The country from that point on understood that we had to adapt to climate change and that it was a real threat. We have seen much flooding, and you can see here how the Dominican Republic is dealing with flooding after Maria.  Also, ocean acidification and beach erosion is happening at an increasing rate, just like it is in many other vulnerable Caribbean nations. We have seen how climate change has given us warmer ocean temperatures and ocean acidification — a killer for coral reefs that, like mangroves, provide sanctuary for smaller fish. To protect this beautiful Island for future natural disasters, we shall start taking care of our environment. Thus, when a hurricane as harmful as George, Irma or Maria comes we will be prepared. As I said before, to help to solve climate change, we shall start by taking care of our planet and loving it as one’s self.

 
 Share on Facebook Share on Twitter Share on Reddit Share on LinkedIn
No Comments  comments 
formats

Next Tropical Storm is Easy on the Rain and Wind

The next tropical storm is moving towards Florida and heavy rain is expected there and in Cuba, according to weather.com    One to three inches of rain is predicted to fall in parts of south and east Florida, the Florida Keys, and northwest Bahamas and some flash flooding may happen. This “tropical depression” isn’t expected to knock out any power lines as happened during Hurricane Irma on September 10 when more than 4.4 million FPL customers were without power due to downed power lines. Since then, residents like those living in Coral Gables are considering a multi-million dollar plan to put their power lines underground. That stronger and more intense hurricanes are due to global warming and climate change have convinced many that protecting power lines is absolutely necessary.

According to the Washington Post, a majority of Americans believe the severe hurricanes just experienced are because of climate change. A new Washington Post-ABC News poll reveals a spike in those seeing the connection than in a 2005 Post-ABC poll taken just weeks after Hurricane Katrina.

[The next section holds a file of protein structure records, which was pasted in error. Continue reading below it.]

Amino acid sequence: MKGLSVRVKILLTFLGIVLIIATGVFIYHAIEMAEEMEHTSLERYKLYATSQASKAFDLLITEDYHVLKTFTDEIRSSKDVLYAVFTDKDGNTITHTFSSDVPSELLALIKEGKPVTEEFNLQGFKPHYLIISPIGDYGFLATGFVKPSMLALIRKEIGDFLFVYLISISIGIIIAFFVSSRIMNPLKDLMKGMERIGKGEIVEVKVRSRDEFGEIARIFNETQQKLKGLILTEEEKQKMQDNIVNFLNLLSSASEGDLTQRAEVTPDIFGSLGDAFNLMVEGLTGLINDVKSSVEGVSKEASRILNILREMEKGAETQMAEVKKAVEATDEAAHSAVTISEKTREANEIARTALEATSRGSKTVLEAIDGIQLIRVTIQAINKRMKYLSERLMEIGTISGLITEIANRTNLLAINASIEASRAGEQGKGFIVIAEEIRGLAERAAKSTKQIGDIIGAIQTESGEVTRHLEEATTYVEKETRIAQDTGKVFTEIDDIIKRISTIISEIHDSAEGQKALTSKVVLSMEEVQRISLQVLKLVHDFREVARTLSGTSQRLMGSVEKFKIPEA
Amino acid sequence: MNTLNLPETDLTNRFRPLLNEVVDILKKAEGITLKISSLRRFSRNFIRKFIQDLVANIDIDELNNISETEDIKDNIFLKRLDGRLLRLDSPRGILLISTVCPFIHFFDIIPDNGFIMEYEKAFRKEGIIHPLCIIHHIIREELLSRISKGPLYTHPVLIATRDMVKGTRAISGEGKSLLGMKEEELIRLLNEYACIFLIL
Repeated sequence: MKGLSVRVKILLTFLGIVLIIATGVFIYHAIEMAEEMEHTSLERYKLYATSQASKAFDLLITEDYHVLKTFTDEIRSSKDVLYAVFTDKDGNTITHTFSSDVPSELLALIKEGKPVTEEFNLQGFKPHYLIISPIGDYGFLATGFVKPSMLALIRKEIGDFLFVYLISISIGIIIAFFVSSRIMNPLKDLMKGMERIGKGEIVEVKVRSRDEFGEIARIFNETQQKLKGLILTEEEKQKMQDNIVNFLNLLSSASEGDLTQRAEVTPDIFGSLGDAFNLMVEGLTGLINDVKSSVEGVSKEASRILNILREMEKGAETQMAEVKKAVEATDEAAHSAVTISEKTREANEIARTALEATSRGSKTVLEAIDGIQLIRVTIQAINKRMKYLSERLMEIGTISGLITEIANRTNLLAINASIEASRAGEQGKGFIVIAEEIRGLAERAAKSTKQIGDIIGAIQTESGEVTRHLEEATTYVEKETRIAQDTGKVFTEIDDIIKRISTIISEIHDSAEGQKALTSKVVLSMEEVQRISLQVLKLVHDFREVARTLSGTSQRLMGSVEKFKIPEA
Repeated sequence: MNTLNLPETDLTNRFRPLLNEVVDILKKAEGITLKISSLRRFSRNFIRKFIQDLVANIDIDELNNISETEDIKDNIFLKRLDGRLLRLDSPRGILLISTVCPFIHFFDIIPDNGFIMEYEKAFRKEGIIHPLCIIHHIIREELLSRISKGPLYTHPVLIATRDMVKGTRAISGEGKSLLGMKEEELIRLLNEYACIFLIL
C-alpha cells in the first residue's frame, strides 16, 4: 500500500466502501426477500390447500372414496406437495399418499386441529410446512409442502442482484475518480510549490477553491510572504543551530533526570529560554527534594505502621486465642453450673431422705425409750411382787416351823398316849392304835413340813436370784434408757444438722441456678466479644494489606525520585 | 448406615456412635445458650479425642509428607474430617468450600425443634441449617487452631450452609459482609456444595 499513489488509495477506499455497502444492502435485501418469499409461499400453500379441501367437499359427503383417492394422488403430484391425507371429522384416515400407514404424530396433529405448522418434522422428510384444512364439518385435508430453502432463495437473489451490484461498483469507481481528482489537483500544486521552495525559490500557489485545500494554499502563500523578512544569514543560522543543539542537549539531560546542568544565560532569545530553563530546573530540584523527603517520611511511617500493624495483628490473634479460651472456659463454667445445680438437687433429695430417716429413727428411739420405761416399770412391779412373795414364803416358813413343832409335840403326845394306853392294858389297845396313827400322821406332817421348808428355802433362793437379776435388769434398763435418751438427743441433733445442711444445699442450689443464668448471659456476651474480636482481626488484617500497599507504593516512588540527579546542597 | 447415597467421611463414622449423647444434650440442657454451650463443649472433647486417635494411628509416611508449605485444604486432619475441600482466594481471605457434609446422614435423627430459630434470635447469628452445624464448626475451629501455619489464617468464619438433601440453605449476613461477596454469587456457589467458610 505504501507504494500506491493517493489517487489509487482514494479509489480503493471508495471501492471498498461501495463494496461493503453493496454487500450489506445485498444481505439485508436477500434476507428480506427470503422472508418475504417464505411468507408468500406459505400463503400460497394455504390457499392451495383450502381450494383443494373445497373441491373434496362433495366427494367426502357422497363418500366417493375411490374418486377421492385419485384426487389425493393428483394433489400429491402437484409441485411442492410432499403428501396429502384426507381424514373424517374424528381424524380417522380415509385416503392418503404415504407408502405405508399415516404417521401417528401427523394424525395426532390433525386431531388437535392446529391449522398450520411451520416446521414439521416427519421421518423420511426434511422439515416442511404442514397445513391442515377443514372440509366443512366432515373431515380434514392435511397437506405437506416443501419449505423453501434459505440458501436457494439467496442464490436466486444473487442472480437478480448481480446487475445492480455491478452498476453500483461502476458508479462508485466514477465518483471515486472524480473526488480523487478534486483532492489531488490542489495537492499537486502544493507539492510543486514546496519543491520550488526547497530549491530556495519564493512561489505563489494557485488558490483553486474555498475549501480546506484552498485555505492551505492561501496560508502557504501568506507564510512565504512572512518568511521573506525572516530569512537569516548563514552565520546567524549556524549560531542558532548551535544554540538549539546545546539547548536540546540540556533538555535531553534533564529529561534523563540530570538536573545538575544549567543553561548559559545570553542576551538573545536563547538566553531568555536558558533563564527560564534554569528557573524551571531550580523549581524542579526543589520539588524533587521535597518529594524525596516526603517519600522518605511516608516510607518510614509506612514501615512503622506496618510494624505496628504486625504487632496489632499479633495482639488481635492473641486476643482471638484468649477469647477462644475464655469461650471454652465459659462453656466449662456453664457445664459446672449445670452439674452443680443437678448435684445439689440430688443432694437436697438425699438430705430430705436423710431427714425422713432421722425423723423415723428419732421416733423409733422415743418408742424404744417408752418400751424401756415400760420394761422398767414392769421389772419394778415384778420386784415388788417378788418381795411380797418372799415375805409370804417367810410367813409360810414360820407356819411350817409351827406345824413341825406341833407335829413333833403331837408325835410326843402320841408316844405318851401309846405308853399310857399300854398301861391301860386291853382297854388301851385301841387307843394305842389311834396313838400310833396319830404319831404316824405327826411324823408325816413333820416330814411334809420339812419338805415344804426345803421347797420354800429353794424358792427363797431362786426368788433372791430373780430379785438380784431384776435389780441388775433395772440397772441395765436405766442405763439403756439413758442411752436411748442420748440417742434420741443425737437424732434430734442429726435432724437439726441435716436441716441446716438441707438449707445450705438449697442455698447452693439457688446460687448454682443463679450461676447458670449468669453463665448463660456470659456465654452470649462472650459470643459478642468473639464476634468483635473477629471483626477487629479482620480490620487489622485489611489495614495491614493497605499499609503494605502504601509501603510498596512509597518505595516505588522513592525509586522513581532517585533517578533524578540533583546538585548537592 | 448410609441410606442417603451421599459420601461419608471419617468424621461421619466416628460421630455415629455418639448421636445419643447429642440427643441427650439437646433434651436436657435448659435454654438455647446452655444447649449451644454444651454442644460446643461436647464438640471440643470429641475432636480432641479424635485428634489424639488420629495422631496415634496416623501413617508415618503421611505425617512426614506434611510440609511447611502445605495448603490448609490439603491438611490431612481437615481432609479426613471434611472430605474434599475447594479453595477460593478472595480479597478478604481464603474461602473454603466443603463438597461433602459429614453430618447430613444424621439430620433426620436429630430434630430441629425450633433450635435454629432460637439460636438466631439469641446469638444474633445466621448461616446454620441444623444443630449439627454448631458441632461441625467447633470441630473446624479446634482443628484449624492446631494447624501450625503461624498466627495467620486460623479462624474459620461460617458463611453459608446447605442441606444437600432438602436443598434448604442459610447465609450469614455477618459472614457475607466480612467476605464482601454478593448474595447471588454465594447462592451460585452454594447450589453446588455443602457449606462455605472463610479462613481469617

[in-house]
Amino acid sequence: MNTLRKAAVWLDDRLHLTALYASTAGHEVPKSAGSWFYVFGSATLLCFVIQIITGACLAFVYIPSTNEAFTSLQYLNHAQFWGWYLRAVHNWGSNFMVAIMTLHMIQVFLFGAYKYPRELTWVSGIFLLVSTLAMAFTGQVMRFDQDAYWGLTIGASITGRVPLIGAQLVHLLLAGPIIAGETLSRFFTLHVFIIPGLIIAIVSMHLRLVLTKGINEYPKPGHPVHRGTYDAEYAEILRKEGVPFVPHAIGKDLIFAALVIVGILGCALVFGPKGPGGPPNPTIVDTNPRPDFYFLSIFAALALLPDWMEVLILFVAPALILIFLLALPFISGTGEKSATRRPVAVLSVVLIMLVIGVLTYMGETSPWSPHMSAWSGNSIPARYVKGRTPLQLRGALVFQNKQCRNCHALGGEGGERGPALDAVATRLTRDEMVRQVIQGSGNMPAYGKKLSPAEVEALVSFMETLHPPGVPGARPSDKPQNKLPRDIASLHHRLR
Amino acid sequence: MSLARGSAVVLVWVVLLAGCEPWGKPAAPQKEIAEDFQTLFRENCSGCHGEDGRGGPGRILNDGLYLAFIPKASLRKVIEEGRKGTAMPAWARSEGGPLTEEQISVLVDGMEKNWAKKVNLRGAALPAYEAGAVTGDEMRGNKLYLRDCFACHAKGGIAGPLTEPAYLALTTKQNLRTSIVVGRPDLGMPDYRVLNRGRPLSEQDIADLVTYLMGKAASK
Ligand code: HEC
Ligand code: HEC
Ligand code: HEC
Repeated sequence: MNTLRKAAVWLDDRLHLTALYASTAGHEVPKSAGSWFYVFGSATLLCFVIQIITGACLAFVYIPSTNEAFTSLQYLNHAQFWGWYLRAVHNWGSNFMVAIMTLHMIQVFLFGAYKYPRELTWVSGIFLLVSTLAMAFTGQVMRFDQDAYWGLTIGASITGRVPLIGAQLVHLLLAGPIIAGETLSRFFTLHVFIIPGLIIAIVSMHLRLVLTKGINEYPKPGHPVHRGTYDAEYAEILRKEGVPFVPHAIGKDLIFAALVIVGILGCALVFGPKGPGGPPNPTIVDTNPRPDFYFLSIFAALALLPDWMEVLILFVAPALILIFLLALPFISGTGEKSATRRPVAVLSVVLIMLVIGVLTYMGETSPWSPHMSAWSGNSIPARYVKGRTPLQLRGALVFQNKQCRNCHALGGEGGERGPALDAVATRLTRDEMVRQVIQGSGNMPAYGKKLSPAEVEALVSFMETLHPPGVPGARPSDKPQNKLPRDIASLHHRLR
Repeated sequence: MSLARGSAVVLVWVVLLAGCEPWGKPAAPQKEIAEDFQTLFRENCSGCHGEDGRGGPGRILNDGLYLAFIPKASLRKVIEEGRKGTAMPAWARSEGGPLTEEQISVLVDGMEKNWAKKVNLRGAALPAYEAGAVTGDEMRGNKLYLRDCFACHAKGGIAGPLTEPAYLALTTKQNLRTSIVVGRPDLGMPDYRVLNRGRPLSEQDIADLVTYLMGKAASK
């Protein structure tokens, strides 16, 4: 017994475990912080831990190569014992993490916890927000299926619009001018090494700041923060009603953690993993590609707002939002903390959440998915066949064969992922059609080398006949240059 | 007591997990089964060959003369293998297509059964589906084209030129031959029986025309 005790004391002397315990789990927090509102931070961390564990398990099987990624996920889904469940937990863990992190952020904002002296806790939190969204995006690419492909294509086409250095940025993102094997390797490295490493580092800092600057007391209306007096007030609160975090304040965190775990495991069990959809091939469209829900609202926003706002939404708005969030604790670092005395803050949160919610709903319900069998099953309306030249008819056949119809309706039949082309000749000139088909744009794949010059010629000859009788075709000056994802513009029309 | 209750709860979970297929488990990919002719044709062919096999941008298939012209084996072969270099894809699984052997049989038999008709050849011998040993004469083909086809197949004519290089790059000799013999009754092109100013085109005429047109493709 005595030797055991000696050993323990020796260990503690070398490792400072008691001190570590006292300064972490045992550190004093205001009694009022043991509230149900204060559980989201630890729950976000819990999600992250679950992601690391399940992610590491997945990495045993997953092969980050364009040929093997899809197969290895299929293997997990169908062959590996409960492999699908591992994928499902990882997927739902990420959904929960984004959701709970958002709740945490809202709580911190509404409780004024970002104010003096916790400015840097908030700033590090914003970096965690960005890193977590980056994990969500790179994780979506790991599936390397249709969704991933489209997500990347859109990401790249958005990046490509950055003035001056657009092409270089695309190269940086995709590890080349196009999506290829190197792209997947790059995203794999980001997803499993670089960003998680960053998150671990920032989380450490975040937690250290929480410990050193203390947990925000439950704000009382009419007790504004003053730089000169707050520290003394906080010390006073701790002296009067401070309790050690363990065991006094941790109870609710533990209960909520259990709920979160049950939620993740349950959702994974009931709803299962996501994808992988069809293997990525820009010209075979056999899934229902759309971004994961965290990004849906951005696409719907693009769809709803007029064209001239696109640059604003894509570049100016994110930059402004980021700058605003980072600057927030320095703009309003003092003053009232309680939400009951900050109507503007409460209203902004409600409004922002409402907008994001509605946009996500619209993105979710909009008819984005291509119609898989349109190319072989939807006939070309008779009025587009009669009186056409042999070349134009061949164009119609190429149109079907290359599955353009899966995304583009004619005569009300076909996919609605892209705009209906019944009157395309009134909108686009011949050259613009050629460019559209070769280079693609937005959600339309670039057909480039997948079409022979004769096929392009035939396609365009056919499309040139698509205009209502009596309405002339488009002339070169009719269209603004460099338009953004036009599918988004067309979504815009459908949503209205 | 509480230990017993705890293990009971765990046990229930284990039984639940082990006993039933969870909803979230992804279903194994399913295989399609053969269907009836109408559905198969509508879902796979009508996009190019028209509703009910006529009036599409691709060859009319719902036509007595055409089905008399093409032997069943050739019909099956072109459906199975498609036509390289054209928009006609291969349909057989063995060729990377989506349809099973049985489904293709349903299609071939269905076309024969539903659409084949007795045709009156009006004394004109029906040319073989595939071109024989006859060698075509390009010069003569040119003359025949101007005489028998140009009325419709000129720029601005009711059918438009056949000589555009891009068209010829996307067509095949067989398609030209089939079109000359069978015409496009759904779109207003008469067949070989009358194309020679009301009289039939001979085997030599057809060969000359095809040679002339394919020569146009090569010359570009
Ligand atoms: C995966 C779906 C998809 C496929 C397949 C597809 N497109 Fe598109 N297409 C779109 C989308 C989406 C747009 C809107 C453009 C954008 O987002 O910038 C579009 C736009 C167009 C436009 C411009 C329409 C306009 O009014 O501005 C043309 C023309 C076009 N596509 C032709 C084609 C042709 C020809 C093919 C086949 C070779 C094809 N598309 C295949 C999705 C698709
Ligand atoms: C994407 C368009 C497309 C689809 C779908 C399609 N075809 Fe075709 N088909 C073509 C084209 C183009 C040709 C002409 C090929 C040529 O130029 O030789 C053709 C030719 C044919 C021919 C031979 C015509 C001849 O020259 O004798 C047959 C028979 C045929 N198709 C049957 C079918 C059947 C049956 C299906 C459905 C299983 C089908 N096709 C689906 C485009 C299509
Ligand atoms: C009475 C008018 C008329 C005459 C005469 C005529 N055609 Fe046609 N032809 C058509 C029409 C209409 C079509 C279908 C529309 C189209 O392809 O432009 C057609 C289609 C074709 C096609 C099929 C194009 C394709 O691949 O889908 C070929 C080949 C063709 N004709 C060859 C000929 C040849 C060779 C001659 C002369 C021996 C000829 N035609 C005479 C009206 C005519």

Share on Facebook Share on Twitter Share on Reddit Share on LinkedIn
No Comments  comments 
formats

Airplane Exhaust: Harmful Inside and Out by CityTech blogger Viki Bailey

Studies say that any type of toxic pollutant kills thousands. We know that airplane crashes kill people but what about airplane releases of exhaust? Emissions from planes flying above 3,000 feet can have as harmful exhaust as it does landing. Last year the Environmental Protection Agency (EPA) declared that jet engine exhaust endangers public health by contributing to climate change, and that large commercial jets account for 11% of all emissions from the global transportation sector. Aircraft emissions are expected to grow by 50% by 2050 as more and more people travel by air. Under the Clean Air Act the EPA has worked on imposing limits on aircraft emissions. Jet engine exhaust throws off greenhouse gases such as carbon dioxide and methane, warming the atmosphere and trapping heat from the sun, which drives climate change. Those toxic exhaust emissions also threaten our health. Steven Barrett, an aeronautical engineer of the Cambridge Massachusetts Institute of Technology, says airplane exhaust contains sulfur dioxide and nitrogen oxides just like automobiles. Researchers have theorized that airplane pollutants can change a person’s DNA in as little as three days. Particulate matter may include tiny bits of dust, metal, or soot in the air which can lodge deep in the human lungs. Many of these particles of pollution are tiny, maybe about a hundred millionths of an inches wide, but can affect human health and enter the bloodstream. There are about 8,000 deaths a year from airplane pollution. The main cause of air pollutant deaths is cardiovascular, namely lung cancer and respiratory diseases. No one even considers the toxic pollutants airplanes release. How do airplanes pollutants affect human health? The plane flies at cruising altitude, then wind whisks the pollutants from the sky to the Earth’s ground level. Airplane emissions cause about 40 deaths each year which is information I don’t think frequent flyers know about. The air pollutants should not just be blamed on automobile and factories. Airplanes are also a part of the list of noxious releases into the air. Quoted from Mr. Barrett:  “Regulators need to explicitly consider the impact of cruise emissions on human health.” These findings may someday cause the industry to rebuild airplanes to diminish the contaminants that are released due to flying.

https://www.mnn.com/green-tech/transportation/stories/nasa-wants-to-build-worlds-most-efficient-plane

But scientists and engineers are working towards a 10% cut in emissions by 2022; British budget airline easyJet has just announced that it could be flying electric passenger jets on short-haul routes within a decade by using more fuel-efficient jets, such as the new Airbus A320neo.

 
 Share on Facebook Share on Twitter Share on Reddit Share on LinkedIn
No Comments  comments